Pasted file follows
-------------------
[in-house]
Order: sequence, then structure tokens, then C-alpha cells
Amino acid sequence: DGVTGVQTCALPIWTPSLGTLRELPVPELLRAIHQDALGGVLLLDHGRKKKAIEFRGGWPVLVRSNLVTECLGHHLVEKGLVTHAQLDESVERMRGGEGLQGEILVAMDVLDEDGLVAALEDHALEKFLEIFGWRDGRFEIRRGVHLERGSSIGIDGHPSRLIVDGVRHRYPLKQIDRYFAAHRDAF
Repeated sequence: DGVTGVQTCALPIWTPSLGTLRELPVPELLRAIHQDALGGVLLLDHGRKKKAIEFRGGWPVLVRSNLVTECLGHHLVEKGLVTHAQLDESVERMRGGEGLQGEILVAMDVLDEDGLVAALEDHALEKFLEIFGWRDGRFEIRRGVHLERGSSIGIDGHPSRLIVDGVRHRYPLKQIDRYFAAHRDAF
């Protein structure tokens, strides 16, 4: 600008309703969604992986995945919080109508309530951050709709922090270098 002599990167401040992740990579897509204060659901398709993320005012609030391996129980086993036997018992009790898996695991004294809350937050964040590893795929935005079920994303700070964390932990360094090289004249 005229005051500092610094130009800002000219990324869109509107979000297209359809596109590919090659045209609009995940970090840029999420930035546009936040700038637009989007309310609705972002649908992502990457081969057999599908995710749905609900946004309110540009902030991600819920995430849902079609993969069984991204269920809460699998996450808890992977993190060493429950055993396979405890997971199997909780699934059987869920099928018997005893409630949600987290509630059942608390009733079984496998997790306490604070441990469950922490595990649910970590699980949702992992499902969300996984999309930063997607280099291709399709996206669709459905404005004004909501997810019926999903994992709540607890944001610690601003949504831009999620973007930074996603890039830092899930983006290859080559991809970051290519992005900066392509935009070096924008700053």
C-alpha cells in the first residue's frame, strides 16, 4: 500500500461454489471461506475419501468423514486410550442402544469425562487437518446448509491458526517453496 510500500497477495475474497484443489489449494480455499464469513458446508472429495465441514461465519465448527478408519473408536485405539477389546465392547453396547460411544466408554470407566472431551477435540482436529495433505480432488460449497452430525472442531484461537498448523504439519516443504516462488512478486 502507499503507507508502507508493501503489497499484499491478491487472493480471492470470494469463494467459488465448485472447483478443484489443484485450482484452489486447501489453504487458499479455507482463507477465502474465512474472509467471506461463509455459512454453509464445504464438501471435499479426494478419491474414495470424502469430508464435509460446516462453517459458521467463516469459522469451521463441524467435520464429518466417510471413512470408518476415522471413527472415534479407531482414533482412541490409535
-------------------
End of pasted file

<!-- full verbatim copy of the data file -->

[in-house]
Order: sequence, then structure tokens, then C-alpha cells
Amino acid sequence: DGVTGVQTCALPIWTPSLGTLRELPVPELLRAIHQDALGGVLLLDHGRKKKAIEFRGGWPVLVRSNLVTECLGHHLVEKGLVTHAQLDESVERMRGGEGLQGEILVAMDVLDEDGLVAALEDHALEKFLEIFGWRDGRFEIRRGVHLERGSSIGIDGHPSRLIVDGVRHRYPLKQIDRYFAAHRDAF
Repeated sequence: DGVTGVQTCALPIWTPSLGTLRELPVPELLRAIHQDALGGVLLLDHGRKKKAIEFRGGWPVLVRSNLVTECLGHHLVEKGLVTHAQLDESVERMRGGEGLQGEILVAMDVLDEDGLVAALEDHALEKFLEIFGWRDGRFEIRRGVHLERGSSIGIDGHPSRLIVDGVRHRYPLKQIDRYFAAHRDAF
């Protein structure tokens, strides 16, 4: 600008309703969604992986995945919080109508309530951050709709922090270098 002599990167401040992740990579897509204060659901398709993320005012609030391996129980086993036997018992009790898996695991004294809350937050964040590893795929935005079920994303700070964390932990360094090289004249 005229005051500092610094130009800002000219990324869109509107979000297209359809596109590919090659045209609009995940970090840029999420930035546009936040700038637009989007309310609705972002649908992502990457081969057999599908995710749905609900946004309110540009902030991600819920995430849902079609993969069984991204269920809460699998996450808890992977993190060493429950055993396979405890997971199997909780699934059987869920099928018997005893409630949600987290509630059942608390009733079984496998997790306490604070441990469950922490595990649910970590699980949702992992499902969300996984999309930063997607280099291709399709996206669709459905404005004004909501997810019926999903994992709540607890944001610690601003949504831009999620973007930074996603890039830092899930983006290859080559991809970051290519992005900066392509935009070096924008700053």
C-alpha cells in the first residue's frame, strides 16, 4: 500500500461454489471461506475419501468423514486410550442402544469425562487437518446448509491458526517453496 510500500497477495475474497484443489489449494480455499464469513458446508472429495465441514461465519465448527478408519473408536485405539477389546465392547453396547460411544466408554470407566472431551477435540482436529495433505480432488460449497452430525472442531484461537498448523504439519516443504516462488512478486 502507499503507507508502507508493501503489497499484499491478491487472493480471492470470494469463494467459488465448485472447483478443484489443484485450482484452489486447501489453504487458499479455507482463507477465502474465512474472509467471506461463509455459512454453509464445504464438501471435499479426494478419491474414495470424502469430508464435509460446516462453517459458521467463516469459522469451521463441524467435520464429518466417510471413512470408518476415522471413527472415534479407531482414533482412541490409535